You’ll see lots and lots of social media posts and articles on sites like Buzzfeed and Eater that link you to sources like Amazon. There are all kinds of reasons for this, including the fact that everyone knows Amazon and that, like Walmart or other big box retailers, they have the wherewithal to undercut other merchants on price. Who doesn’t like a great deal?
But as you’ll see in this graphic borrowed from bealocalist.org, a great deal doesn’t always stay a great deal when you consider its full economic impact.
It’s also true that most people who open small shops actually like dealing with other people. They like answering questions about what they sell, making suggestions for great gifts, and getting to know the folks who walk in the door or call on the phone.
We’d certainly describe ourselves that way. And we hope to earn your business this season.
Shopping for staff gifts can feel like a daunting task in the end-of-year crush of things that must be done. Let us help you choose the right gift for the folks on your line, for the talented server you want to encourage, or for anyone else on your crew.
Our experienced staff is here to assist you, in the store or on the phone. We can match the right book—be it a new release or a venerable classic—to each of your people.
And to make things even better, we want to make sure that after the holidays are over and you have some time to relax, you can treat yourself to those books you wish you had bought yourself.
Spend $200 or more before December 31, 2016.
Get 15% back to use off your next purchase.
Bonus: buy 5 or more gift certificates—
in any amount—
and get the same deal!
Treat your staff.
A few reasonable restrictions apply. Most people will never even need to know they exist. We can explain them to you and we trust you’ll say, “Yeah, that is completely reasonable.”
Do your holidays have an extra magic because you bake a special cookie?
Are you ready to pit your favorite against the best other New Yorkers have to offer?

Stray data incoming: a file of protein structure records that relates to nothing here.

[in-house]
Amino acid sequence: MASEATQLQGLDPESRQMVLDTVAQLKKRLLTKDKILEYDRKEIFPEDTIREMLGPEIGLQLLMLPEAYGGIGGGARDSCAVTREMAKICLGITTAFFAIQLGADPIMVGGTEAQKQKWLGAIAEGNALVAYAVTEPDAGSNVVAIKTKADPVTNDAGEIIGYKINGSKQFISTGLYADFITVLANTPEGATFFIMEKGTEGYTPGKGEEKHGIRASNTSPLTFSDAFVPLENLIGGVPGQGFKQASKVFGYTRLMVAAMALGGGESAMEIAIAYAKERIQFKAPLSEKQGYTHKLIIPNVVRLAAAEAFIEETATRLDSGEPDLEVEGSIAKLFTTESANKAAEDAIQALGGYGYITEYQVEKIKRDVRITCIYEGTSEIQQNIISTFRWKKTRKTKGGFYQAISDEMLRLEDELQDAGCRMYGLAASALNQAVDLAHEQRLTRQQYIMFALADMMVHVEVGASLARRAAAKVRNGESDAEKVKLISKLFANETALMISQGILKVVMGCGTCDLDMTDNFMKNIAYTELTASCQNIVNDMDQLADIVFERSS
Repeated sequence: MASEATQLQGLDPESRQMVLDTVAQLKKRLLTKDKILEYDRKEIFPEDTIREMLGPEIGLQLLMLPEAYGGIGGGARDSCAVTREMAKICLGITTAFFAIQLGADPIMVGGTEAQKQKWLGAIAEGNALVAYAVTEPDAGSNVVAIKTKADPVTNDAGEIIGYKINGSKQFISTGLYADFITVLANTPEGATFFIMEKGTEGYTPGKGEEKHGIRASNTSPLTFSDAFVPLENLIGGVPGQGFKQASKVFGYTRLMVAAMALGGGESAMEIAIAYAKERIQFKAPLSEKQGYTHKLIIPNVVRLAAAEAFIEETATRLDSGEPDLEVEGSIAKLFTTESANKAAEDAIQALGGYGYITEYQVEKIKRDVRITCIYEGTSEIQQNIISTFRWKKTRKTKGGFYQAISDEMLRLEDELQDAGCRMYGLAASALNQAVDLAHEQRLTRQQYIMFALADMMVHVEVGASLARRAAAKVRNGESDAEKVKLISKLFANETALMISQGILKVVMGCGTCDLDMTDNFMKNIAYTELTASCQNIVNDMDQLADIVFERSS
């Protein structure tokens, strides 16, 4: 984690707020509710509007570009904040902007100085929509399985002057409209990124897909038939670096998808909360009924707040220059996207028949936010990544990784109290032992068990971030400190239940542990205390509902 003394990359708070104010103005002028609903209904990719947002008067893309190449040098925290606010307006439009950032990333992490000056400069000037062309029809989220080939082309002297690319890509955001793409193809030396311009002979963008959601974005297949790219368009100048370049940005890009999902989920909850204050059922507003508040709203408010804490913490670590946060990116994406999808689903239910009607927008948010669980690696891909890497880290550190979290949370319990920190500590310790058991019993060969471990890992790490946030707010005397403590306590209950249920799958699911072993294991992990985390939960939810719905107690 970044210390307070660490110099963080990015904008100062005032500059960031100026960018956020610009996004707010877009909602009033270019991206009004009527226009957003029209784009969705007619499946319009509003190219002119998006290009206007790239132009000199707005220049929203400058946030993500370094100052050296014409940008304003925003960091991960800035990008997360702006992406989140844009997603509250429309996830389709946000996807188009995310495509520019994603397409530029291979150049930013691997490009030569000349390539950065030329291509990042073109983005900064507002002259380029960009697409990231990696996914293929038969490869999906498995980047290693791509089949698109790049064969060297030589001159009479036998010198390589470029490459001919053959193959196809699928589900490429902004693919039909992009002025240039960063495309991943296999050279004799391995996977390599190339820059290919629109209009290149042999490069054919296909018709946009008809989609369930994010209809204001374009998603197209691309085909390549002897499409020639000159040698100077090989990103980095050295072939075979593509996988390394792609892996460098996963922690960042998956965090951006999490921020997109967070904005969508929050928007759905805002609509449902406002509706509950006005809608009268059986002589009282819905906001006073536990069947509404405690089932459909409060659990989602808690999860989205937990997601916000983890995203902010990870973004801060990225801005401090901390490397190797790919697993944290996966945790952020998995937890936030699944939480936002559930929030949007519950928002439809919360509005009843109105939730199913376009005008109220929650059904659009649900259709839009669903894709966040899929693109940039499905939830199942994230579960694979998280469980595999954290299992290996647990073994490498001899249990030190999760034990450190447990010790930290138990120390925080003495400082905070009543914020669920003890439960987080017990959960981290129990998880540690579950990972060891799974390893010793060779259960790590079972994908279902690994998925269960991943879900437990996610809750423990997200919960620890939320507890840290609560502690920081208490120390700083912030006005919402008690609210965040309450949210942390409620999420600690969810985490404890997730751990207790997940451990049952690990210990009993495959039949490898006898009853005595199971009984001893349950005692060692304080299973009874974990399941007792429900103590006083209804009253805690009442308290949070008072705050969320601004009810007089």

Enter the Kitchen Arts & Letters Holiday Cookie Contest!
Judging takes place at the store on Sunday, December 4 (National Cookie Day!)
Impartial decisions from our august panel of judges, including:
Chef Johnny Iuzzini
Deb Perelman of Smittenkitchen.com
Katherine Yang of Gigi Blue
1. Enter by December 1.
Send an email to cookiecontest @ kitchenartsandletters.com (you will need to close up the spaces in that address). Give us your name and phone number and let us know if you’re a professional or amateur, and whether you’re over or under 18 years old. There is no entry fee.
2. Deliver 2 dozen cookies by noon on December 4.
You can also drop them off on December 3 between noon and six. Include a note telling us your name, whatever it is you call your cookie, and where the recipe came from. It’s cool to use a recipe from a recent book or one your grandmother gave you forty years ago. Just credit your source. If you made up the recipe yourself, that’s also cool.
3. Enter only cookies which you mixed and baked yourself!
Yeah, we know that seems obvious but someone out there will try something shifty otherwise. And they have to be cookies! Not candies, fruitcakes (yum!), or cute little pies. We get to decide if something is not a cookie.
4. Anyone can enter!
Except current employees of the bookstore. You don’t have to be on-premises when judging concludes at 1:30, but if you aren’t, you can’t sample all the other entries.
We’ll divide the entries into three different categories on the day of the contest. Maybe something like Pros, Amateurs, and Young Adults. Or Traditional, Modern, and Best Decoration. It will depend on the entries.
Each category winner will get:
Dorie’s Cookies by Dorie Greenspan
Sugar Rush by Johnny Iuzzini
$100 Kitchen Arts & Letters Gift Certificate
Questions? Email us at firstname.lastname@example.org